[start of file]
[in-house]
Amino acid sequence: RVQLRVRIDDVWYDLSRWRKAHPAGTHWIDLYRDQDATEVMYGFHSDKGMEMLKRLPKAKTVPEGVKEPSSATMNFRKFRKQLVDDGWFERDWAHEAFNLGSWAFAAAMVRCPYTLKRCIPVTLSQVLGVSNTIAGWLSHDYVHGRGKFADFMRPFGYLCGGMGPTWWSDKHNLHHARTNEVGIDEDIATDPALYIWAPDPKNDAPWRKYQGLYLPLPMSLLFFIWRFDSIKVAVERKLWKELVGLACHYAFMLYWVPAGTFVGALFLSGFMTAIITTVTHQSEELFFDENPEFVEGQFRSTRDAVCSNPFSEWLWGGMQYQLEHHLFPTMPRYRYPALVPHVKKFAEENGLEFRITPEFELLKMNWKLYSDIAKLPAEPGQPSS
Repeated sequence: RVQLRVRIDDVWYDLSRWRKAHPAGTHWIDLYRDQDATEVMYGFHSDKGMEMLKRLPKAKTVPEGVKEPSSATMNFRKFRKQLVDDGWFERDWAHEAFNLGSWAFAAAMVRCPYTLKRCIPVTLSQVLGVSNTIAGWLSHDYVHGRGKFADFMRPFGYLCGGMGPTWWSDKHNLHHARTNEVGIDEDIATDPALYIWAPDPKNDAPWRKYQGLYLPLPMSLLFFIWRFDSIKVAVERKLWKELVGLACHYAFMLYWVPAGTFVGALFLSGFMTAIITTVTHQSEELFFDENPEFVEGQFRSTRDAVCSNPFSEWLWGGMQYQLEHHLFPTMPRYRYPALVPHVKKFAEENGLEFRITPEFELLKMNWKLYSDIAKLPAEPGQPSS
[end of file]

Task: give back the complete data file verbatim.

[in-house]
Amino acid sequence: RVQLRVRIDDVWYDLSRWRKAHPAGTHWIDLYRDQDATEVMYGFHSDKGMEMLKRLPKAKTVPEGVKEPSSATMNFRKFRKQLVDDGWFERDWAHEAFNLGSWAFAAAMVRCPYTLKRCIPVTLSQVLGVSNTIAGWLSHDYVHGRGKFADFMRPFGYLCGGMGPTWWSDKHNLHHARTNEVGIDEDIATDPALYIWAPDPKNDAPWRKYQGLYLPLPMSLLFFIWRFDSIKVAVERKLWKELVGLACHYAFMLYWVPAGTFVGALFLSGFMTAIITTVTHQSEELFFDENPEFVEGQFRSTRDAVCSNPFSEWLWGGMQYQLEHHLFPTMPRYRYPALVPHVKKFAEENGLEFRITPEFELLKMNWKLYSDIAKLPAEPGQPSS
Repeated sequence: RVQLRVRIDDVWYDLSRWRKAHPAGTHWIDLYRDQDATEVMYGFHSDKGMEMLKRLPKAKTVPEGVKEPSSATMNFRKFRKQLVDDGWFERDWAHEAFNLGSWAFAAAMVRCPYTLKRCIPVTLSQVLGVSNTIAGWLSHDYVHGRGKFADFMRPFGYLCGGMGPTWWSDKHNLHHARTNEVGIDEDIATDPALYIWAPDPKNDAPWRKYQGLYLPLPMSLLFFIWRFDSIKVAVERKLWKELVGLACHYAFMLYWVPAGTFVGALFLSGFMTAIITTVTHQSEELFFDENPEFVEGQFRSTRDAVCSNPFSEWLWGGMQYQLEHHLFPTMPRYRYPALVPHVKKFAEENGLEFRITPEFELLKMNWKLYSDIAKLPAEPGQPSS